Understanding the Threat from Lead-Based Paint (And the Protection)

Lead has long been a source of concern for people worldwide because it is a toxic substance that can have adverse health effects. Its presence and extensive usage in the past for commodities like paints, pipes, and gasoline has invited utter scrutiny, and rightly so. Unfortunately, lead use in several applications in the past has left behind lingering effects. It’s important to understand this impact and plan for mitigating against it.

According to a report by the United States Environmental Protection Agency, about 22% of the homes in the country are exposed to lead-based paint hazards. The report emphasizes how even a small amount of lead exposure is harmful to children’s brain and body development.

Lead was discovered in high concentrations in children sometime in the 1970s, and once the problem was identified, the US government brought forward a number of prohibitory acts. The Lead-Based Paint Poisoning Act came in 1971, prohibiting the use of lead-based paint in federally funded projects. Many recalls were issued in 2007 and 2008 to remove lead-based toys and paint from the market in order to protect children’s health. 

When lead enters the human body, it causes cardiovascular, reproductive, neurological, and other problems. This is why it was completely banned from being used in any product used by children, like toys, in which it was used for outer coating or painting. The prohibition only applied to residential and personal use items. Lead-based paints and coatings are still used in industries, agriculture, and art coatings, among other things.

Why Was the Coating Done at All if Lead Is Such a Hazardous Material?

The answer lies in lead’s ability to provide durability to surfaces and an innate quality to resist corrosion. However, with the passage of time, companies have adopted a series of sustainable and safe products. Eco-friendly and powder coatings are now being used as a replacement for lead-based paints to ensure a safe working environment for all. Many more advancements have been taking place to bring in more safe and green products with no toxic traits.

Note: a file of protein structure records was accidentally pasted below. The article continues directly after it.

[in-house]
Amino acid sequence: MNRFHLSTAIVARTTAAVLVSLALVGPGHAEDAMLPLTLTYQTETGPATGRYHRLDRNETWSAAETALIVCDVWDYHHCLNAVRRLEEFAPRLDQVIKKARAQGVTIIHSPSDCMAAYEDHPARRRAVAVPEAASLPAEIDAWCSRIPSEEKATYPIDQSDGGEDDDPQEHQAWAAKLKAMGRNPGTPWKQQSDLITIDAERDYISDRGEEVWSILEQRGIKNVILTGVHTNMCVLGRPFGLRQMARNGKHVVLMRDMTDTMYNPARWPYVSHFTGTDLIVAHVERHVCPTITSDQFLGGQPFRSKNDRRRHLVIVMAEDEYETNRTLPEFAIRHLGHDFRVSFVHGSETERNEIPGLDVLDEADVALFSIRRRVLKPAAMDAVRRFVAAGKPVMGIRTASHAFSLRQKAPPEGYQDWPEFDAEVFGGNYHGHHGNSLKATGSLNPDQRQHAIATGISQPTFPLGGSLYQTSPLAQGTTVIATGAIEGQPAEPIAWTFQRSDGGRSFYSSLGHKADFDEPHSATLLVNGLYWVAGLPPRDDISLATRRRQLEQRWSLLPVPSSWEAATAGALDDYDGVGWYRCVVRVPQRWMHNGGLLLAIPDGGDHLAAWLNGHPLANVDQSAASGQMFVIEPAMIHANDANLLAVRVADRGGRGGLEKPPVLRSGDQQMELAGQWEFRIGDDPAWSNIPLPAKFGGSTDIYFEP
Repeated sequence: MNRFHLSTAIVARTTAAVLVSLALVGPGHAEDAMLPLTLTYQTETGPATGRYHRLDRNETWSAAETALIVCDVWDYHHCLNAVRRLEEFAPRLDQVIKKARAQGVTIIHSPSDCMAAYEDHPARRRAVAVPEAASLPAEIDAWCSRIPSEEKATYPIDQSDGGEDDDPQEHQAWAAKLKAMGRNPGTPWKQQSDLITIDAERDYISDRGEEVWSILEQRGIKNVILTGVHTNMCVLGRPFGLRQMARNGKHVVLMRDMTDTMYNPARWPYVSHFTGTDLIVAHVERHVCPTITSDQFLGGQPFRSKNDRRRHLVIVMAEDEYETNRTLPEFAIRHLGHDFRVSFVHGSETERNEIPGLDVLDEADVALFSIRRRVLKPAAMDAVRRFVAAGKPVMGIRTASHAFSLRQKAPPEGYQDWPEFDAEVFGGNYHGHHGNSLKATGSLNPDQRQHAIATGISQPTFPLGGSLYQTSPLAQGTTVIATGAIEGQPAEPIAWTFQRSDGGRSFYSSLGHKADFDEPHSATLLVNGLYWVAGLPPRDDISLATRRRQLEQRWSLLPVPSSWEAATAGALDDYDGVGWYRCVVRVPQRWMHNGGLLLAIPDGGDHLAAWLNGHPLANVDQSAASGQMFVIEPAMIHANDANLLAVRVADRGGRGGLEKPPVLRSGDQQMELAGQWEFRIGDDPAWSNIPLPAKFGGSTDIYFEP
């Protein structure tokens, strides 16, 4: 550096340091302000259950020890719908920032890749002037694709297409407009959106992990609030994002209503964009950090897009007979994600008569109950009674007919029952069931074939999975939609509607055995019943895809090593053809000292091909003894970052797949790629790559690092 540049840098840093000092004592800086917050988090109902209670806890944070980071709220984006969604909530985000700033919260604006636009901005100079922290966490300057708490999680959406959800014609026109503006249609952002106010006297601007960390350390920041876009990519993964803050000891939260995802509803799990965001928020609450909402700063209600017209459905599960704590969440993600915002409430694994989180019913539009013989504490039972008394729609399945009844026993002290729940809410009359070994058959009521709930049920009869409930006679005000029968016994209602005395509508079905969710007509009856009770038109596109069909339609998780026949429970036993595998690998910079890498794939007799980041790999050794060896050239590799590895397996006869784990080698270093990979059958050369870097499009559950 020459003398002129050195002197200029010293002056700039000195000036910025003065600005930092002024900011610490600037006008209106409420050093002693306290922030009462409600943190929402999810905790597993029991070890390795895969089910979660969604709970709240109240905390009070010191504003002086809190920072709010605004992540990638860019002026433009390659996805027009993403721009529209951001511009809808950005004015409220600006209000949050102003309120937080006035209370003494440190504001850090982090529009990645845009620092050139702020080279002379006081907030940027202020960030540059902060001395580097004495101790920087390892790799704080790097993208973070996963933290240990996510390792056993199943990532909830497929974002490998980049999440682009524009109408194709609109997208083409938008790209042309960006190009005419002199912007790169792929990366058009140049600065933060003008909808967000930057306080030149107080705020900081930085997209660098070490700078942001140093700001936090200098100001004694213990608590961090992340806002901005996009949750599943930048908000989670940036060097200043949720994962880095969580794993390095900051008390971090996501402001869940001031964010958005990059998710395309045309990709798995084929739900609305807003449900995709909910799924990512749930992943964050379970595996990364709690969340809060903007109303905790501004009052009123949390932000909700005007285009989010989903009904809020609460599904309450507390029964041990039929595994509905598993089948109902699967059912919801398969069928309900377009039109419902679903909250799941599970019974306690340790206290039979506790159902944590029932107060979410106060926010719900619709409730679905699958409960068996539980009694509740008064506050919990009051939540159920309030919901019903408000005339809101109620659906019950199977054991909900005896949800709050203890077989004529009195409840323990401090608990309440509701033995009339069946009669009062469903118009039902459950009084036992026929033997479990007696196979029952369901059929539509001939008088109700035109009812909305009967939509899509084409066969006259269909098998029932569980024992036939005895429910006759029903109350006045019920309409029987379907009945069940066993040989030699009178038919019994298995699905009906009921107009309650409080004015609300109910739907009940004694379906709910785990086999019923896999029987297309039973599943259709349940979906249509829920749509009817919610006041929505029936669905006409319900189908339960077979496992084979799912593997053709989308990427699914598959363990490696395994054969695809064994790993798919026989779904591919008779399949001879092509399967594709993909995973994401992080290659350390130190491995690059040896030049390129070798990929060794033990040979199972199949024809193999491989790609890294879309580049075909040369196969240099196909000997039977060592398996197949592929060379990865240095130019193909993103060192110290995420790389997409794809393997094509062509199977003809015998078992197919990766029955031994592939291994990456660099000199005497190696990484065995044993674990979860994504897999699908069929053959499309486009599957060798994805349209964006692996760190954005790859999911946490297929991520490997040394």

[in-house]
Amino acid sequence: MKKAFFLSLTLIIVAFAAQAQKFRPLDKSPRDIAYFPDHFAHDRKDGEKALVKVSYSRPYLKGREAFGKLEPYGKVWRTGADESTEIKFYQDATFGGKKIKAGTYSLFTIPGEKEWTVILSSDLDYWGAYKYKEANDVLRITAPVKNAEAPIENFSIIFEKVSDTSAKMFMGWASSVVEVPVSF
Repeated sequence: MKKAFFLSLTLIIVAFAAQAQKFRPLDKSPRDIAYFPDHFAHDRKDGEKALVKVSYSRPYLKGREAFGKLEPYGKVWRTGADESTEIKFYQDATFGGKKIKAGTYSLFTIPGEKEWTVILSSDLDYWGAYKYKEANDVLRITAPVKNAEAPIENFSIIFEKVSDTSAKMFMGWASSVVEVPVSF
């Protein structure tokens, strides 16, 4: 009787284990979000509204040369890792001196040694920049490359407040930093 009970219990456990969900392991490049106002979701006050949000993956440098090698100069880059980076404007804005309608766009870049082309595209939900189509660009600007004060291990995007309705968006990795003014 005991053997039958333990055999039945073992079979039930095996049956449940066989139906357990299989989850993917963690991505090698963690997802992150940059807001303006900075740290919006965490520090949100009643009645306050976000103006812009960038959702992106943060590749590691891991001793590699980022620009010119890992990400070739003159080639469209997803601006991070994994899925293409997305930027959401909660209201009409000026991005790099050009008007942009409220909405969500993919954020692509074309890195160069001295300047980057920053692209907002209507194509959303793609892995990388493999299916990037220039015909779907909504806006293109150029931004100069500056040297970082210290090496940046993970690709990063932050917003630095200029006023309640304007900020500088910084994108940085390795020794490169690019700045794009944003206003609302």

The risks and liabilities associated with owning a lead-based painted home or building are numerous. However, there are many ways to protect oneself from financial, medical, or reputational harm. 

Let’s look at the various insurance policies available to reduce the risk of exposure to lead-based coatings and dust from lead-painted homes.

Insurance Recommendation to Ease the Threat

Liability Coverage

Lead liability insurance is one of the most critical insurance policies for avoiding financial harm caused by lead-based toxicity. This type of coverage is obtained by homeowners who have rented a property with a lead-based painting foundation. If a tenant is exposed to lead used in painting and becomes ill, they can be compensated with the help of this liability coverage. 

Annual coverage begins from around $1,500 and can increase depending on several factors. Previous liability claims, environmental impact claims, property age, and so on are some examples of such factors contributing to the overall premium cost.

Health Insurance

If you own an old building with lead-based paint, you should get health insurance right away. Any lead-based dust or flakes that come into regular contact with an individual are hazardous. General issues such as vomiting and constipation can persist in an individual, and some serious consequences, such as renal failure or low development in children, can be seen over time. 

Health insurance may be the best option for covering the costs of medical emergencies or chronic diseases. However, premiums may differ based on the health risk that the establishment poses.

Workers’ Compensation

Workers’ compensation is an insurance policy allowing businesses to compensate employees in an accident at a lead-based workplace. If the person becomes ill as a result of working in and around lead flakes or dust, the business owner is obligated to pay for medical expenses and other compensation requested. Thus, for all-around protection, workers’ compensation is ideal for business owners operating in lead-painted buildings.

How To Proceed?

Aside from insurance, homeowners can take precautions to avoid encountering lead dust or flakes. They can even try to remove the lead paint or coating to live in a more holistically healthy environment.

All homeowners, landlords, and business owners who use a lead-painted building must have a risk assessment performed to determine how much damage the building can cause and in what capacity. A thorough portfolio analysis is a great place to start, but it can only be accomplished with the assistance of an experienced insurance provider. 

At Gonzalez Insurance, we provide portfolio analysis and a customized quote based on the risk assessment results. Get in touch with us to learn more.